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Publication Detail
Experiments on the Micromechanics of Ice using Scanning Electron Microscopy
  • Publication Type:
  • Authors:
    Shortt M, Sammonds P
  • Publisher:
  • Publication date:
  • Published proceedings:
    Proceedings of the 25th International Conference on Port and Ocean Engineering under Arctic Conditions
  • Name of conference:
    25th International Conference on Port and Ocean Engineering under Arctic Conditions
  • Conference place:
    Delft, The Netherlands
  • Conference start date:
  • Conference finish date:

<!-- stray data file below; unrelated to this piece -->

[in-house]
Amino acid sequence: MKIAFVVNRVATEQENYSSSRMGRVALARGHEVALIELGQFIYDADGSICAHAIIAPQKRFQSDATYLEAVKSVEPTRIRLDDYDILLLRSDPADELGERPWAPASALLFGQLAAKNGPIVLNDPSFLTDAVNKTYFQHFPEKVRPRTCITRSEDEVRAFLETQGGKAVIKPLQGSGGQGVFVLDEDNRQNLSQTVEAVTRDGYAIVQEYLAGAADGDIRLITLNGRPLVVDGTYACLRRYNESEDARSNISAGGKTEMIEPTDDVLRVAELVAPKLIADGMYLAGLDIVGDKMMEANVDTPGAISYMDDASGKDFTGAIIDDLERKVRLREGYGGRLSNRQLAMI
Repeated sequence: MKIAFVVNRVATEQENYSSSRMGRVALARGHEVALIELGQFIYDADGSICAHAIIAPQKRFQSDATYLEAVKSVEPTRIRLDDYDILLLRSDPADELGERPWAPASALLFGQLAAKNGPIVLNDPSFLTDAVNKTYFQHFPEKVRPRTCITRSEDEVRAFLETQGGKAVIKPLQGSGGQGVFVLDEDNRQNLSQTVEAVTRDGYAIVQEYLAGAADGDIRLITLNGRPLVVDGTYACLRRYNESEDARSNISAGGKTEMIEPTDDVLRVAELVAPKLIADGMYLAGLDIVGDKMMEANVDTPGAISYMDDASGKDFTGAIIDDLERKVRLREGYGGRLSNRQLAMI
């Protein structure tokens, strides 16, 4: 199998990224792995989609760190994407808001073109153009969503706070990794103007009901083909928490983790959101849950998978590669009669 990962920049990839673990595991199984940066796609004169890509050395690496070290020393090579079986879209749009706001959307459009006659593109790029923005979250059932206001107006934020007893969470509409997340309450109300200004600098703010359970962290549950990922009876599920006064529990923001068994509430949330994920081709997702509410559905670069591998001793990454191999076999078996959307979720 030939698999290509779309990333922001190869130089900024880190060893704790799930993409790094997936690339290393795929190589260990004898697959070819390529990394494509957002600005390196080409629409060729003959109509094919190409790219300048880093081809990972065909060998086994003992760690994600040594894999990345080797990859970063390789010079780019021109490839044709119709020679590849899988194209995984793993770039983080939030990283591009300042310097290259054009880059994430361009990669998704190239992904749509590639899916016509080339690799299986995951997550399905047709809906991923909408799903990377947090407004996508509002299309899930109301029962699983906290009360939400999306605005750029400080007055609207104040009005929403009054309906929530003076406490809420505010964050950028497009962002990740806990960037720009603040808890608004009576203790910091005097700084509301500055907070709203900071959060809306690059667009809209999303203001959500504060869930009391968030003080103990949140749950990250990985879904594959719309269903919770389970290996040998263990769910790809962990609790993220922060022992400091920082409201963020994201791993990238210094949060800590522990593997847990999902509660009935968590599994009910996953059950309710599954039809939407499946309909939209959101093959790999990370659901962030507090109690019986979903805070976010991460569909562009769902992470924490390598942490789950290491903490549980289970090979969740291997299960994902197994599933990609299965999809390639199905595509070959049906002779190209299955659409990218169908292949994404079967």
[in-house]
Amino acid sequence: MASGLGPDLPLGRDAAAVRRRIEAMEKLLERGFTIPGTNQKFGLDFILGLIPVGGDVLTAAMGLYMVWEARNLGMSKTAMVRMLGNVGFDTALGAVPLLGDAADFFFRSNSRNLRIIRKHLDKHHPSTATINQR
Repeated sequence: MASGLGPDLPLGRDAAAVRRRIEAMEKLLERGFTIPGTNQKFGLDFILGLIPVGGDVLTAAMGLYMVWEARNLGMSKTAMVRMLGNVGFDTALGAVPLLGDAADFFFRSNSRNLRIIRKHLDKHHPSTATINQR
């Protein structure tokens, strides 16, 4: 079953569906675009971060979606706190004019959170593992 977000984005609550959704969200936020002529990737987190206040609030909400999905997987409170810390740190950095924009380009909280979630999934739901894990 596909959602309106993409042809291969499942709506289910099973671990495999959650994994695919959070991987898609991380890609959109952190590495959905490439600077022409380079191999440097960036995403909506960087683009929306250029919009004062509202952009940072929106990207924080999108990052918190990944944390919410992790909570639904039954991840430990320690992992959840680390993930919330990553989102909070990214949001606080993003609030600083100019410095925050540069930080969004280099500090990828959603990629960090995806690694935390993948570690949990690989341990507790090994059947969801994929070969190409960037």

From both geophysical and engineering perspectives, a comprehensive characterisation of the micromechanical behaviour of ice is desirable. The deformation of ice observed on larger scales, both in the field and laboratory, is controlled by the underlying microstructure of the ice, as well as internal defects incorporated into the microstructure. Thus, to fully understand the deformation behaviour of the sea ice cover across the Arctic Basin, or at a more local scale, interactions between sea ice floes and offshore structures, knowledge of the microstructure of the ice, and its micromechanical response under applied stresses are imperative. We have developed an experimental methodology for in-situ mechanical testing of millimetre-scale ice samples within the chamber of a scanning electron microscope (SEM). This enables the measurement of the stress-strain behaviour of the ice as well as simultaneous real-time imaging of the surface topography, providing a visual indication of the micromechanical processes occurring during deformation. In this paper, we give a description of the experimental methodology, followed by results from preliminary compression tests on freshwater ice samples. Prior to testing, the surface of each sample was imaged, revealing microstructural features such as grain boundaries. Stress-strain curves were obtained for each test in addition to videos of the SEM display during deformation. The SEM imaging revealed various deformation features during the tests, most notably crack initiation and propagation and the eventual failure of the samples. Applying this methodology to saline ice, in conjunction with concurrent mechanical tests on larger scales, we aim to establish empirical scaling relations for sea ice mechanics. These results may then be implemented into basin- scale sea ice models as well as models for ice-structure interactions.
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